Mr. Speaker, you are more generous this morning than you were during question period. You are giving me 14 minutes to talk about health. This is far too little, but I will take advantage of it anyway.
Yesterday I talked about the new bill for six minutes. Legally, it will give all powers to the new agency. To be sure, the agency is already operating.
Bill C-5 is a carbon copy of the Liberals' old Bill C-75, which died on the Order Paper. The Conservative Party has brought back to the table legislation to create a public health agency.
Yesterday I said that this bill will encroach on provincial jurisdiction. I would also like to remind the Parliamentary Secretary to the Minister of Health about the preamble to the bill, and to explain why the Bloc Québécois is concerned about certain prerogatives the government will continue to take advantage of in all health sectors. Allow me to read the preamble.
the Government of Canada wishes to take public health measures, including measures relating to health protection and promotion, population health assessment, health surveillance, disease and injury prevention, and public health emergency preparedness and response;
Whereas the Government of Canada wishes to foster collaboration within the field of public health and to coordinate federal policies and programs in the area of public health—
Whereas the Government of Canada also wishes to foster cooperation in that field with foreign governments and international organizations, as well as other interested persons or organizations—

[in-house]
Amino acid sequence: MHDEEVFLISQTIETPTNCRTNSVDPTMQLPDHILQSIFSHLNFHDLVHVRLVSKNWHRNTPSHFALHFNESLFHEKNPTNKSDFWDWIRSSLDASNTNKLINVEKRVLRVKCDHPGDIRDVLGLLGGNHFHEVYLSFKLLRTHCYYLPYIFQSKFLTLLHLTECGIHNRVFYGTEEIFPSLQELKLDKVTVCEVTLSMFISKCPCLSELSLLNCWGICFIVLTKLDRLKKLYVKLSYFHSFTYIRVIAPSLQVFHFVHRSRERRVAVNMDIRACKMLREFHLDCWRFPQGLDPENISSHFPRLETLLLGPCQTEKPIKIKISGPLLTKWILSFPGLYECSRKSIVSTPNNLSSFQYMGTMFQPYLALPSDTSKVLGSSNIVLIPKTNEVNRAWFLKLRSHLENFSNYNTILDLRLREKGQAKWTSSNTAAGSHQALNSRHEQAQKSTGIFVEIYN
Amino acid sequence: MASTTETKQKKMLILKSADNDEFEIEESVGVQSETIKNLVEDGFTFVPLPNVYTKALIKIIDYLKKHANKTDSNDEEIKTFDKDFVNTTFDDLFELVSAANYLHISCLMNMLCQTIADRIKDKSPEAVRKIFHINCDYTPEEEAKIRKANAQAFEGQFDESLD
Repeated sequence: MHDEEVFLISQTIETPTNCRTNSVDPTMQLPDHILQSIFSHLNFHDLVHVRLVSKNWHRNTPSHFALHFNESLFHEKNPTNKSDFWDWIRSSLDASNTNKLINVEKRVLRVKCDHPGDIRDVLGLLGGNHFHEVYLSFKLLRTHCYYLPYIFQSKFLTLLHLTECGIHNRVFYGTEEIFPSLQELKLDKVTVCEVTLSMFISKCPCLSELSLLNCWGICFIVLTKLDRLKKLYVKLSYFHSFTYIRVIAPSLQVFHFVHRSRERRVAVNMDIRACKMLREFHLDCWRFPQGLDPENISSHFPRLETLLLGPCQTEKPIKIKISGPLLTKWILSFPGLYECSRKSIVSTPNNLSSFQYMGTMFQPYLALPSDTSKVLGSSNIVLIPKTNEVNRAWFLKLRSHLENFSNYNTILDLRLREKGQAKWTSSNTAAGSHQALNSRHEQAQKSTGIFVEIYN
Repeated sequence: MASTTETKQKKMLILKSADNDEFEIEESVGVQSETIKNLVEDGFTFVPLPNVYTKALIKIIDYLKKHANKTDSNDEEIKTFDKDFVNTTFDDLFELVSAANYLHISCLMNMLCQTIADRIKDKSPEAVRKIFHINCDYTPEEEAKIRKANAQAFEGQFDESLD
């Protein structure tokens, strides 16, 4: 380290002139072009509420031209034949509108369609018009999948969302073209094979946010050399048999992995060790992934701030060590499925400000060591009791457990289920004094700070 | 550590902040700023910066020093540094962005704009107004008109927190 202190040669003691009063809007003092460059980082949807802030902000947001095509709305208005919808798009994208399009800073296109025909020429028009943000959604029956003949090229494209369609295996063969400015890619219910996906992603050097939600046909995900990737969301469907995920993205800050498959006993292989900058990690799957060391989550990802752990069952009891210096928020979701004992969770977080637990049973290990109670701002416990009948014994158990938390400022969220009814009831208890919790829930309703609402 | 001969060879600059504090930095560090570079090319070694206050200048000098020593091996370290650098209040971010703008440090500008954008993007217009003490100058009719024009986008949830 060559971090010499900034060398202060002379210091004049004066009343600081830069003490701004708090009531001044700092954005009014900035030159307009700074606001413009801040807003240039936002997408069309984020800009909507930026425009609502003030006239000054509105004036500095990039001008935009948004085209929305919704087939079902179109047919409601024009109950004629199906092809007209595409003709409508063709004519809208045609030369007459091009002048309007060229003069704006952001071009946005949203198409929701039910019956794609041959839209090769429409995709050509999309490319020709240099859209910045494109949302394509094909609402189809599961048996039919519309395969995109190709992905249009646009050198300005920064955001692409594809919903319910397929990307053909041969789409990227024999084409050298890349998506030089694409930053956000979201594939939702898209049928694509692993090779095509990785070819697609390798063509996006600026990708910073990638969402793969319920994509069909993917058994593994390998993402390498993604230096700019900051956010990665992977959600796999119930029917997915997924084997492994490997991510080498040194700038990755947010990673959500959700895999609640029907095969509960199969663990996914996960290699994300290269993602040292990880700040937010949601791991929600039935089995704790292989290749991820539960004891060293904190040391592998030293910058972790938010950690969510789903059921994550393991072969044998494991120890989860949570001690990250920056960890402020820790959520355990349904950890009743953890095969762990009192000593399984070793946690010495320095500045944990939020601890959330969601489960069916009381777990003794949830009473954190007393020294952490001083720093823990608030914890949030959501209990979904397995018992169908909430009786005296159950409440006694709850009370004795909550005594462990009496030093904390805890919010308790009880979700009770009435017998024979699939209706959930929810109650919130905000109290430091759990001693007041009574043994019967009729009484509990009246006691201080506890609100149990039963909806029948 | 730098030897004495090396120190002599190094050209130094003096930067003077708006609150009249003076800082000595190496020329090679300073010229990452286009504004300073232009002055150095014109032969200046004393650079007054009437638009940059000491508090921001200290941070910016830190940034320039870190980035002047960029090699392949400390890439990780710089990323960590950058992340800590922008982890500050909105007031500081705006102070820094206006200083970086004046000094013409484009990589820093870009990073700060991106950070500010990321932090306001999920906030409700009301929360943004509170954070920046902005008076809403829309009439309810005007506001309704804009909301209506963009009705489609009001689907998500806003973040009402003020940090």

This is the reason for the Bloc's concern about the mandate they will give to the Public Health Agency of Canada. It used to report to Health Canada. It used to be a branch within Health Canada reporting to the minister.
We see here the potential for infringement on provincial jurisdictions. In addition, we are well aware of the government's long tradition of infringing in health care. I would point out that some of the federal government's intrusions date back to the 1930s and it was clear then how the federal government infringed on provincial jurisdictions.
I will not go back that far, because I would need more than 14 minutes to set out the long list of intrusions. However, under subsections 92.7 and 92.16 of the Constitution Act, 1867, the sectors of health and social services are under the exclusive jurisdiction of Quebec and the provinces. Since 1919, Ottawa has increasingly intervened in them, going so far as to oblige Quebec and the provinces to meet so-called national standards and objectives.
Such is the attitude behind this legislation giving the Public Health Agency of Canada powers to invade provincial areas of jurisdiction through federal government initiatives in health sectors. The Constitution gives it jurisdiction over the health of the first nations and veterans. These are a couple of exceptions where there is no infringement.
The Constitution is not clear as to infringement in other provinces. It is based on more than just spending power, which is what has allowed the federal government to increase its major interventions.
The federal government first created the health department in 1919. In 1957, it adopted the Hospital Insurance and Diagnostic Services Act , in 1966, it adopted the Medical Care Act and in 1984, it adopted the Canada Health Act.
That act imposes conditions and criteria in respect of insured health services and extended health care services. Although we agree with those principles in the act, because Quebec applies them, we reject the federal government’s desire to interfere in the management of health care in Quebec.